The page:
Out with the old, and in with the new. Did you know, next generation sequencing (NGS) and polymerase chain reaction (PCR) DNA testing techniques are capable of identifying 95 per cent of the bacteria in a single sample, compared with traditional methodologies where less than 2 per cent of bacteria can be cultured and identified?
The application of advanced NGS by the Australian Water Quality Centre (AWQC) is forging a new path for water quality management and the protection of public health, and the specialist laboratory has now released an informative guide on how the technology is underpinning the latest innovations in molecular testing.
Through decades of experience studying water quality, AWQC’s expert scientists have curated the most extensive DNA database of waterborne pathogens in Australia, which has informed key insights within The ultimate guide to molecular testing for waterborne pathogens.
Waterborne pathogens are a major public health concern worldwide, with the potential to cause severe illness or death, and require costly prevention and treatment.
AWQC’s Senior Manager of Laboratory Services Karen Simpson said it was important to champion the industry’s collaborative spirit and share knowledge for the benefit of public health.
“We have some of the most stringent water quality guidelines in Australia, and community trust in the supply of safe, clean drinking water by the country’s water utilities is high, however, the risk of contamination is ever-present,” Karen said.
“Our scientists are on the front line every day safeguarding your water sources and monitoring the effectiveness of protective barriers designed to prevent the entry and transmission of pathogens into these vital systems.
“Water is central to our social fabric, economic growth and public health, and that’s why it’s important to share our experience and insights with our partners to expand industry knowledge and inform strategies underpinning water quality monitoring, processes and treatment.
“Robust assessments of pathogens and implementing cutting-edge molecular testing are key to understanding water contamination risks and preventing waterborne disease outbreaks.
“Our guide explores limitations of current microscopy and culture-based testing methods, the latest innovations in DNA testing and the diverse applications for molecular testing, and it’s packed with key learnings to help enhance water quality management.”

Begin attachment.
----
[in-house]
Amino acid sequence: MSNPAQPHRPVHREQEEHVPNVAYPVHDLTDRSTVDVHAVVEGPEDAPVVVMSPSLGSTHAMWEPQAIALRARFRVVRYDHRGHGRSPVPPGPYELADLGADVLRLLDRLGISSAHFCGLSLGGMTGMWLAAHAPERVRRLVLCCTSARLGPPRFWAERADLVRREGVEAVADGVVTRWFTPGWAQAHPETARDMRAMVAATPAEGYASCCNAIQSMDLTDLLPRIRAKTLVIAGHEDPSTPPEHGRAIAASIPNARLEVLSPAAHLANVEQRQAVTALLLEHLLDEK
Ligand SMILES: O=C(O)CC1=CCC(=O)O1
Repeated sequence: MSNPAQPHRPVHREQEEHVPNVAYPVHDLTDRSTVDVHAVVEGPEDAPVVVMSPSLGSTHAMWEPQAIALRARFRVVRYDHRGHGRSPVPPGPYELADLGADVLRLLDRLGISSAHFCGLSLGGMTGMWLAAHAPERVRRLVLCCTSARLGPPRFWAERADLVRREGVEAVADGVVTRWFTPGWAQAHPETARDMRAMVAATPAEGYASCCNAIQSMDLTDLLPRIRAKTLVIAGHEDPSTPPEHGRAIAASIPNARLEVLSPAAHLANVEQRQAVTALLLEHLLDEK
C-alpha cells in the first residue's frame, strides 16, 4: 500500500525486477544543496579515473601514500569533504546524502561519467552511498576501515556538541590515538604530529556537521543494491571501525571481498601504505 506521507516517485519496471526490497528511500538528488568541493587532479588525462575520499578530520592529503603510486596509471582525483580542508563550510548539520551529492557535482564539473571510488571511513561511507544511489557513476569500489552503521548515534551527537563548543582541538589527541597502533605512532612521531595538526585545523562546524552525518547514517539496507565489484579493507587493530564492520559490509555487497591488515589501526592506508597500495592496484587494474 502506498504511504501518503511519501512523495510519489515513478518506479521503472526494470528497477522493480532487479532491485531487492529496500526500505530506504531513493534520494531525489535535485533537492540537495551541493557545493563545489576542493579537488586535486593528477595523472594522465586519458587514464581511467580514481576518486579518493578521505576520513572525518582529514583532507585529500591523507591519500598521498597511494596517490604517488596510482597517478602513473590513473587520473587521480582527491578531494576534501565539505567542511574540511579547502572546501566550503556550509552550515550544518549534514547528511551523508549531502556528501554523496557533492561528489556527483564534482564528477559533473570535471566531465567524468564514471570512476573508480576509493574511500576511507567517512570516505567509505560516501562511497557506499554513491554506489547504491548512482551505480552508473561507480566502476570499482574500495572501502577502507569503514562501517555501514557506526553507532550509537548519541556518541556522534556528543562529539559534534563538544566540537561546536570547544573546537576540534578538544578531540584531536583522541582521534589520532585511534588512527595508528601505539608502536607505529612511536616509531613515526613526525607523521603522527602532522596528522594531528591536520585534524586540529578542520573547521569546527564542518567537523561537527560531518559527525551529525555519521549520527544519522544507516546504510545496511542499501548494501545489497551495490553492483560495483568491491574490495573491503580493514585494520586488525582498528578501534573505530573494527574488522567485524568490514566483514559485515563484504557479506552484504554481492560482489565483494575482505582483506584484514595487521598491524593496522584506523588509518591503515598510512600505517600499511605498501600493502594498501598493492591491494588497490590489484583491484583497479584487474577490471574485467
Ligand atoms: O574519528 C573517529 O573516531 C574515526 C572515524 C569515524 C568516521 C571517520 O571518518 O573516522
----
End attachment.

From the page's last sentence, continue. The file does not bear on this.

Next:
While millions of Australians turn on the tap every day without much thought, waterborne diseases remain a global concern and cause an estimated 2.2 million deaths per year.
Drinking water contaminants are largely linked to human or animal excreta, and the pathogenic microorganisms contained in faeces include protozoa and bacteria such as E. coli, which can cause a range of diseases varying in severity from mild gastroenteritis to severe and sometimes fatal diarrhoea, dysentery, hepatitis, cholera or typhoid fever.
Certain cyanobacteria (blue-green algae) can produce toxic algal blooms that affect humans, and the toxins may remain in the water even when the organisms responsible have been removed.
Ms Simpson said the innovative NGS technology has elevated the laboratory’s testing methodologies.
“The rapid evolution of NGS technology has revolutionised biological sciences and to be the first water quality lab in Australia to adopt it for water quality management is a testament to our scientists’ visionary expertise,” Karen said.
“Through two state-of-the-art instruments, the ION Chef and ION S5, we’re able to create DNA chips and unique barcodes for organisms found in water samples in a far more efficient and cost-effective manner than traditional testing methods.
“Our advanced NGS DNA testing methods are optimising microbiological testing and analysis, enabling water utilities to significantly reduce the number of potential impacts from waterborne pathogens by implementing rapid, targeted responses to contaminants, supported by more detailed and reliable information.
“We’re proud to be working together with Australian water utilities to provide unrivalled molecular testing, helping protect your critical drinking water systems and importantly, the health of communities.”
AWQC offers a full suite of molecular analyses for targeting input from animal sources into source water to treated water, which include E. coli host and capsule detection, faecal source tracking for human and animal sources, rapid toxin gene detection, complete bacterial diversity profiling and whole genome sequencing.
Access your free copy of AWQC’s The ultimate guide to molecular testing for waterborne pathogens here.